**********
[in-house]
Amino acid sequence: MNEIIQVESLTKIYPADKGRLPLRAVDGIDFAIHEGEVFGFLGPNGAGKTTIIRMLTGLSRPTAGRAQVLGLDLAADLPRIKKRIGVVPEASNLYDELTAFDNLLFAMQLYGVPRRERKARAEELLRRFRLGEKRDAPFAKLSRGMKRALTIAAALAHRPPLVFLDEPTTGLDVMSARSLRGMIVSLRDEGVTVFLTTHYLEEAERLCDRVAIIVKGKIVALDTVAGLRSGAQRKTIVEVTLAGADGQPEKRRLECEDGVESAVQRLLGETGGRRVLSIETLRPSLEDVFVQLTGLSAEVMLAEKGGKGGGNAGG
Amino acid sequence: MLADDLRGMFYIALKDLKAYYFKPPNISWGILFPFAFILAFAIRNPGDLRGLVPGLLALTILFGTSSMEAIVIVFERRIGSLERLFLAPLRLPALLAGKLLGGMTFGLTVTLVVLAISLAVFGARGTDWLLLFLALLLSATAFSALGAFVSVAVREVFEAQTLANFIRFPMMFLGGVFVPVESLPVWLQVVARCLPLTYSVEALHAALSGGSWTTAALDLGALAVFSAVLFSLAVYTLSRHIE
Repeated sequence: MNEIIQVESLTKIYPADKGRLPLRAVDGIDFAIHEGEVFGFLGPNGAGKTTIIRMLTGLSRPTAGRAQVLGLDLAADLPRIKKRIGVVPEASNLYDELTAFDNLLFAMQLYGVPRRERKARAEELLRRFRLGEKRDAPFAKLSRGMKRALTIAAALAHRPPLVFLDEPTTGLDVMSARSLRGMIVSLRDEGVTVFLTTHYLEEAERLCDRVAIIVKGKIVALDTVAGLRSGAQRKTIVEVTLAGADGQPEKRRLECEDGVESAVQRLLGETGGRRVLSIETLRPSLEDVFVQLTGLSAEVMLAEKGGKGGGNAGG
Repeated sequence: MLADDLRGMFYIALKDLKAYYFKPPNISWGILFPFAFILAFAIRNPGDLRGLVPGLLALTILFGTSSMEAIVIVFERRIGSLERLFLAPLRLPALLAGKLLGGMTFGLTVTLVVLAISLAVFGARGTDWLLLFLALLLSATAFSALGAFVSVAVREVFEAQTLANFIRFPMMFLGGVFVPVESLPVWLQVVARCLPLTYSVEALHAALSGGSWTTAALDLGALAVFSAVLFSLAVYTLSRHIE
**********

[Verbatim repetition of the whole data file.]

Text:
[in-house]
Amino acid sequence: MNEIIQVESLTKIYPADKGRLPLRAVDGIDFAIHEGEVFGFLGPNGAGKTTIIRMLTGLSRPTAGRAQVLGLDLAADLPRIKKRIGVVPEASNLYDELTAFDNLLFAMQLYGVPRRERKARAEELLRRFRLGEKRDAPFAKLSRGMKRALTIAAALAHRPPLVFLDEPTTGLDVMSARSLRGMIVSLRDEGVTVFLTTHYLEEAERLCDRVAIIVKGKIVALDTVAGLRSGAQRKTIVEVTLAGADGQPEKRRLECEDGVESAVQRLLGETGGRRVLSIETLRPSLEDVFVQLTGLSAEVMLAEKGGKGGGNAGG
Amino acid sequence: MLADDLRGMFYIALKDLKAYYFKPPNISWGILFPFAFILAFAIRNPGDLRGLVPGLLALTILFGTSSMEAIVIVFERRIGSLERLFLAPLRLPALLAGKLLGGMTFGLTVTLVVLAISLAVFGARGTDWLLLFLALLLSATAFSALGAFVSVAVREVFEAQTLANFIRFPMMFLGGVFVPVESLPVWLQVVARCLPLTYSVEALHAALSGGSWTTAALDLGALAVFSAVLFSLAVYTLSRHIE
Repeated sequence: MNEIIQVESLTKIYPADKGRLPLRAVDGIDFAIHEGEVFGFLGPNGAGKTTIIRMLTGLSRPTAGRAQVLGLDLAADLPRIKKRIGVVPEASNLYDELTAFDNLLFAMQLYGVPRRERKARAEELLRRFRLGEKRDAPFAKLSRGMKRALTIAAALAHRPPLVFLDEPTTGLDVMSARSLRGMIVSLRDEGVTVFLTTHYLEEAERLCDRVAIIVKGKIVALDTVAGLRSGAQRKTIVEVTLAGADGQPEKRRLECEDGVESAVQRLLGETGGRRVLSIETLRPSLEDVFVQLTGLSAEVMLAEKGGKGGGNAGG
Repeated sequence: MLADDLRGMFYIALKDLKAYYFKPPNISWGILFPFAFILAFAIRNPGDLRGLVPGLLALTILFGTSSMEAIVIVFERRIGSLERLFLAPLRLPALLAGKLLGGMTFGLTVTLVVLAISLAVFGARGTDWLLLFLALLLSATAFSALGAFVSVAVREVFEAQTLANFIRFPMMFLGGVFVPVESLPVWLQVVARCLPLTYSVEALHAALSGGSWTTAALDLGALAVFSAVLFSLAVYTLSRHIE